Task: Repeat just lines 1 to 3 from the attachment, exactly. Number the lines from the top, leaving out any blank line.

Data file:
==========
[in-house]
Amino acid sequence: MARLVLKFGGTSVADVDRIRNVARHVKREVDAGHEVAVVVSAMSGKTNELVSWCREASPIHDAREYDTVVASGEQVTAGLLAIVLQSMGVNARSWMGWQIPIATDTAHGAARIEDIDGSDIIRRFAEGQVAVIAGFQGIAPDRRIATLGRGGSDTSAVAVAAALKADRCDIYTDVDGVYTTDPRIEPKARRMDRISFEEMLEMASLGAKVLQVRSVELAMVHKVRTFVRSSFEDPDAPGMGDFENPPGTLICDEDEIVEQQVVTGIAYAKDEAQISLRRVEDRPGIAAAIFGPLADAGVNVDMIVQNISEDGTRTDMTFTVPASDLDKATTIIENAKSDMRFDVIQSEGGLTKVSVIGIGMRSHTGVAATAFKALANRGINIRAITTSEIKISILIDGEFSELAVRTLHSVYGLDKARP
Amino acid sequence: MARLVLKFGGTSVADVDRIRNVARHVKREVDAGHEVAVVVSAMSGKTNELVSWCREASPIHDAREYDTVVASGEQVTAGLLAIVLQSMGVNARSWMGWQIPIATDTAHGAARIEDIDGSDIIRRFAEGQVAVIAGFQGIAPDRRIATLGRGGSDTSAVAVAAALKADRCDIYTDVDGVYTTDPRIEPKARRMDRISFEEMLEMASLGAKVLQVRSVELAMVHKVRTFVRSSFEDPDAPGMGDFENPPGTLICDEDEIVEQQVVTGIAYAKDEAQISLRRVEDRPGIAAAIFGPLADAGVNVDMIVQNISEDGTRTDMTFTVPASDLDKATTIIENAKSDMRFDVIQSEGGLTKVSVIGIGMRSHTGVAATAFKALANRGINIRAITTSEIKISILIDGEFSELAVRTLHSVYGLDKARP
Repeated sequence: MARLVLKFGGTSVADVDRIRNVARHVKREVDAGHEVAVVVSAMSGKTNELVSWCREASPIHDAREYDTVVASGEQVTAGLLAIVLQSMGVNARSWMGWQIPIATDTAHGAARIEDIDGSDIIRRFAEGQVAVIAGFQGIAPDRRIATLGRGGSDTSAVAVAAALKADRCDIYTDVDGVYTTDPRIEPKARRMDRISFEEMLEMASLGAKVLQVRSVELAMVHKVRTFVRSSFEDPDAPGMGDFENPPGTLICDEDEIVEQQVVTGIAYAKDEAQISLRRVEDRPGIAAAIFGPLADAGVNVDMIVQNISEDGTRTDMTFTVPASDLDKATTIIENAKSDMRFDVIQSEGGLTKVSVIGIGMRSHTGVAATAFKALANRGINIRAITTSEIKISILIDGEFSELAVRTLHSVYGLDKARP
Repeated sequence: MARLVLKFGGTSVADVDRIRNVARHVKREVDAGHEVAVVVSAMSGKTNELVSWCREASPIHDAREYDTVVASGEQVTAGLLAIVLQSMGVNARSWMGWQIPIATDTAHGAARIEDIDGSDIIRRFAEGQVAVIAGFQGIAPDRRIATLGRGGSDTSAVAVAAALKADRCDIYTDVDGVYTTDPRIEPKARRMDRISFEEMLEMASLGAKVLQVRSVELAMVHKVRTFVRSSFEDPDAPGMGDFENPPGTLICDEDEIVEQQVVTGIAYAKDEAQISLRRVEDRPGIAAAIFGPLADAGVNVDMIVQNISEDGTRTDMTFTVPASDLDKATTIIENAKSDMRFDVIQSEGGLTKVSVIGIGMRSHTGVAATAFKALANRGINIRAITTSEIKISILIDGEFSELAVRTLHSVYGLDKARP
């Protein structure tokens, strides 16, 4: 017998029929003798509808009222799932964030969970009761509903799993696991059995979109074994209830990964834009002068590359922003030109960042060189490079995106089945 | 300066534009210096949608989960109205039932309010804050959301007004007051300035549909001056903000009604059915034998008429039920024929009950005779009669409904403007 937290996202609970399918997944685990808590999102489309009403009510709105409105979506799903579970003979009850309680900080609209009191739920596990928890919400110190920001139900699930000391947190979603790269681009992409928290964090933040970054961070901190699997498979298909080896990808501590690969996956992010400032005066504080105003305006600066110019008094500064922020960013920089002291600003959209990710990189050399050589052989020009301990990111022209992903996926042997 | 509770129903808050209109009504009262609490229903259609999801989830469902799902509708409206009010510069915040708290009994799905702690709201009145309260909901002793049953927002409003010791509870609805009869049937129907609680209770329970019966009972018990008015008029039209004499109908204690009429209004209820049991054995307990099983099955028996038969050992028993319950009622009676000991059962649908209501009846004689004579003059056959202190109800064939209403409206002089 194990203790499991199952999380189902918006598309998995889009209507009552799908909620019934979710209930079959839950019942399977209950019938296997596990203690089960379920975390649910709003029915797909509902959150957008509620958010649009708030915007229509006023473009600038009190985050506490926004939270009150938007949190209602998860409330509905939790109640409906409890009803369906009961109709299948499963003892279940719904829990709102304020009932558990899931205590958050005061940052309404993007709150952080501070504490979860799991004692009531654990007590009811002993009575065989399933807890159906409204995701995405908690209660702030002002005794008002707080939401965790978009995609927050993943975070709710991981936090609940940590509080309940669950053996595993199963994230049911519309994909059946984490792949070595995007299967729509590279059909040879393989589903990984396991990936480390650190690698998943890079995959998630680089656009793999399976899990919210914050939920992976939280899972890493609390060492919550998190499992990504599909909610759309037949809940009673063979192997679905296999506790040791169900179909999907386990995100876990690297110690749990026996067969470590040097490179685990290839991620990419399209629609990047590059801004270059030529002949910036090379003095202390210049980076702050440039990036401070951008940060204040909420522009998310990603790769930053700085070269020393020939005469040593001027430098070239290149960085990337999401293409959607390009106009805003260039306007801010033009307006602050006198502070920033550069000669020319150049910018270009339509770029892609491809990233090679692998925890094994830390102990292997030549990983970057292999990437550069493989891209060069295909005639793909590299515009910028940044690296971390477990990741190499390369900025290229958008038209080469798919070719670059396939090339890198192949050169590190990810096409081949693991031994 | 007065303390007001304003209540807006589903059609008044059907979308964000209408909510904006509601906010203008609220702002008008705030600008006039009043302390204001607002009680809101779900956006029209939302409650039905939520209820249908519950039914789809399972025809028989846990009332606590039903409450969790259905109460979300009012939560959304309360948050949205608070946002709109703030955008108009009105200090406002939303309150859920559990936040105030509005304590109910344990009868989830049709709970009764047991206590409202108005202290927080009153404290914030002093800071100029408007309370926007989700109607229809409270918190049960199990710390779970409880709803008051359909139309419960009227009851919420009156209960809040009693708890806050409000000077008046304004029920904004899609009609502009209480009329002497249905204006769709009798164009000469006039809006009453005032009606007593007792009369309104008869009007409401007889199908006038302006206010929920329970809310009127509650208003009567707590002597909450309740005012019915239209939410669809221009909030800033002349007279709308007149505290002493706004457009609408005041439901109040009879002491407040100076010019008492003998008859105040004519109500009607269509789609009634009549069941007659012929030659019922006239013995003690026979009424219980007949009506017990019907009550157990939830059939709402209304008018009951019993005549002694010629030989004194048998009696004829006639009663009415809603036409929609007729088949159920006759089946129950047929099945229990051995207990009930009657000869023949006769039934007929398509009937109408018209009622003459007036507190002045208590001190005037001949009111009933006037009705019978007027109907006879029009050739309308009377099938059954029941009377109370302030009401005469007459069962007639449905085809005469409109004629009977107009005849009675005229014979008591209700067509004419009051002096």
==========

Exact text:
[in-house]
Amino acid sequence: MARLVLKFGGTSVADVDRIRNVARHVKREVDAGHEVAVVVSAMSGKTNELVSWCREASPIHDAREYDTVVASGEQVTAGLLAIVLQSMGVNARSWMGWQIPIATDTAHGAARIEDIDGSDIIRRFAEGQVAVIAGFQGIAPDRRIATLGRGGSDTSAVAVAAALKADRCDIYTDVDGVYTTDPRIEPKARRMDRISFEEMLEMASLGAKVLQVRSVELAMVHKVRTFVRSSFEDPDAPGMGDFENPPGTLICDEDEIVEQQVVTGIAYAKDEAQISLRRVEDRPGIAAAIFGPLADAGVNVDMIVQNISEDGTRTDMTFTVPASDLDKATTIIENAKSDMRFDVIQSEGGLTKVSVIGIGMRSHTGVAATAFKALANRGINIRAITTSEIKISILIDGEFSELAVRTLHSVYGLDKARP
Amino acid sequence: MARLVLKFGGTSVADVDRIRNVARHVKREVDAGHEVAVVVSAMSGKTNELVSWCREASPIHDAREYDTVVASGEQVTAGLLAIVLQSMGVNARSWMGWQIPIATDTAHGAARIEDIDGSDIIRRFAEGQVAVIAGFQGIAPDRRIATLGRGGSDTSAVAVAAALKADRCDIYTDVDGVYTTDPRIEPKARRMDRISFEEMLEMASLGAKVLQVRSVELAMVHKVRTFVRSSFEDPDAPGMGDFENPPGTLICDEDEIVEQQVVTGIAYAKDEAQISLRRVEDRPGIAAAIFGPLADAGVNVDMIVQNISEDGTRTDMTFTVPASDLDKATTIIENAKSDMRFDVIQSEGGLTKVSVIGIGMRSHTGVAATAFKALANRGINIRAITTSEIKISILIDGEFSELAVRTLHSVYGLDKARP